Thursday, 12 November 2015

"Nosferatu," F.W. Murnau, Film Review

I've reached a milestone this week as I have now watched all of the first two hundred films in the IMDB Top 250 film list.  Not only have I watched them but I have also written my writer's notes on each one and given a (slightly psycho-ish) score out of ten for every one.  It's been a hugely enjoyable activity to watch one of these films every week over the past years.  Apart from the entertainment value, I've learned an awful lot about plot, character, pacing, dialogue, framing etc etc along the way.


Number 200, at least when I first wrote the list down about five years ago, is F.W. Murnau's Nosferatu.  (In case you're wondering, I haven't watched them in order.  That really would be psycho-ish.)

The thing that struck me immediately about this film is the attention that has gone into framing every shot.  There are a lot of static shots, around which the characters run, glide and creep, each one set up with the composition of a good photograph.  The effect is rather theatre-like, although with an awful lot of scene changes.  There are common themes such as arches that link these shots.  Many also have a heavy distinction between shadow and light to the extent that the line marking the edge of the shadow adds geometric elements to the composition.

Review continues below...

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There is a pleasing amount of ambiguity in the film.  The cards that pop up from time to time, supposedly to help the viewers understand what's going on, are often incomprehensible.  They add to the strange, uncanny atmosphere of the film, with their cryptic words and Gothic fonts.

The association with vampires with other creatures that can infect blood such as mosquitoes and plague-carrying rats is a nice idea, as well as the (rather cheap) link between evil and disease and madness in general.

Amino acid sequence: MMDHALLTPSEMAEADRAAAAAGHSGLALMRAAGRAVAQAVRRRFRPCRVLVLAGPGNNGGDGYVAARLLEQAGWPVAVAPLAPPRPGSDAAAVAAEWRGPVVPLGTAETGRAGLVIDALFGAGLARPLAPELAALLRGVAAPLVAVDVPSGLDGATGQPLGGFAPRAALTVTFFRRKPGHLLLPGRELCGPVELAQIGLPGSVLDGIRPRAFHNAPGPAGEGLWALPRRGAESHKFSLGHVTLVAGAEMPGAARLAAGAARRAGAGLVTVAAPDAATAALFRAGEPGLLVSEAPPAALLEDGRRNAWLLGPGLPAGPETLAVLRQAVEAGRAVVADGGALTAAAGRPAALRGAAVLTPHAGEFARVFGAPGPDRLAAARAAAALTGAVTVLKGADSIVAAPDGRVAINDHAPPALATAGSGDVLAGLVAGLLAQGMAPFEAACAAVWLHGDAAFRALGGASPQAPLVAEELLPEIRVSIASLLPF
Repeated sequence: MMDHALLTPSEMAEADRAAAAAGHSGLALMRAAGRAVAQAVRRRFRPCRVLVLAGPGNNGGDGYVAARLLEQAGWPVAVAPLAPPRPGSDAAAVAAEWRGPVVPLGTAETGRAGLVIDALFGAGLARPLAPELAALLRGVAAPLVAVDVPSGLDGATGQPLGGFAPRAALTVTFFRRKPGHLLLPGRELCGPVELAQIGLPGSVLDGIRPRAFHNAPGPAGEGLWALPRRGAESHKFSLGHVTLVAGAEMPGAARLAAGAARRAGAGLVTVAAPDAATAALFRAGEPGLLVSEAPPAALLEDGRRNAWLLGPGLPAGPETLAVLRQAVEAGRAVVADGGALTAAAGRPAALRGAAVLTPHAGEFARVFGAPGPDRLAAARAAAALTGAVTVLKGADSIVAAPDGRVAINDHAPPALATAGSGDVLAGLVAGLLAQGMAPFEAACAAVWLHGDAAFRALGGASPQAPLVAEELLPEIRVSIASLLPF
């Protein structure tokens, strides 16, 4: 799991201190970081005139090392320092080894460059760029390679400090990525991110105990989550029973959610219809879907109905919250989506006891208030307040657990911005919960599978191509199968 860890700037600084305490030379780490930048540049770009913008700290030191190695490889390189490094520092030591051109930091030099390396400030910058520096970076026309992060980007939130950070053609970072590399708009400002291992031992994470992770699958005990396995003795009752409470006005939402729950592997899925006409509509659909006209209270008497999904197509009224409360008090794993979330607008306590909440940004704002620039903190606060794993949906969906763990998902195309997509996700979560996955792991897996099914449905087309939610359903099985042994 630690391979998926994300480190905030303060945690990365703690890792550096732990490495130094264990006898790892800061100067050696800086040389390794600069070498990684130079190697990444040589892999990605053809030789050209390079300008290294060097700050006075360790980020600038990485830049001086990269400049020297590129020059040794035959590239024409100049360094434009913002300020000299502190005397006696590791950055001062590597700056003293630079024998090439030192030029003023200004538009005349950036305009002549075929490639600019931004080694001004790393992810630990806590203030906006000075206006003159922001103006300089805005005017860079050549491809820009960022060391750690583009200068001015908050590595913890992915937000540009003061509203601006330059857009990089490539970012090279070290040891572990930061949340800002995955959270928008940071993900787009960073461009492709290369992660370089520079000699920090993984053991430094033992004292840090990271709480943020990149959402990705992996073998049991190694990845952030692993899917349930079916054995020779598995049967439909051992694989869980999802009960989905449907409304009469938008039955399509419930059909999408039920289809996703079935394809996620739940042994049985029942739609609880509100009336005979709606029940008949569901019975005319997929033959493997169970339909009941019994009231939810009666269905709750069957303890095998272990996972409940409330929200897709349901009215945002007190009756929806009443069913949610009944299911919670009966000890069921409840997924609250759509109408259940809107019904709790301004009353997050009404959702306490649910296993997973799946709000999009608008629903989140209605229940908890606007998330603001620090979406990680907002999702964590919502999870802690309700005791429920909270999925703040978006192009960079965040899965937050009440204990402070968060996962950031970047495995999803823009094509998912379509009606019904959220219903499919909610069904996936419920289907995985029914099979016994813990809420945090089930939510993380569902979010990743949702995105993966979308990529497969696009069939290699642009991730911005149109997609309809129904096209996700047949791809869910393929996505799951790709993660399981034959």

Speaking as the father of a young child, I noticed quite a few connections with Beauty and the Beast in this version, from the enchanted and sinister castle to the cart journey through the forest to reach it, and the requirement of the willing participation of an innocent girl to break the spell.  Bizarrely, given the audacity of the vampire plot, some magical elements from Beauty are made more realistic, such as the slightly implausible location of the vampire's new home (a huge ramshackle deserted building) opposite the hero's house.

It's a creepy and effective horror film and it's one of those films on the list that I'm looking forward to re-watching.

Personal Score: 8/10

This is part of a series of film reviews where I give my comments on IMDB Top 250 films as a writer. The idea is that over time these posts will build into a wide-ranging writing resource.

For more details about the approach I've taken, including some important points about its strengths and weaknesses (I make no claims about my abilities as a film critic or even the accuracy of my comments... but I do stand by the value of a writer's notes on interesting films), see my introductory post here.

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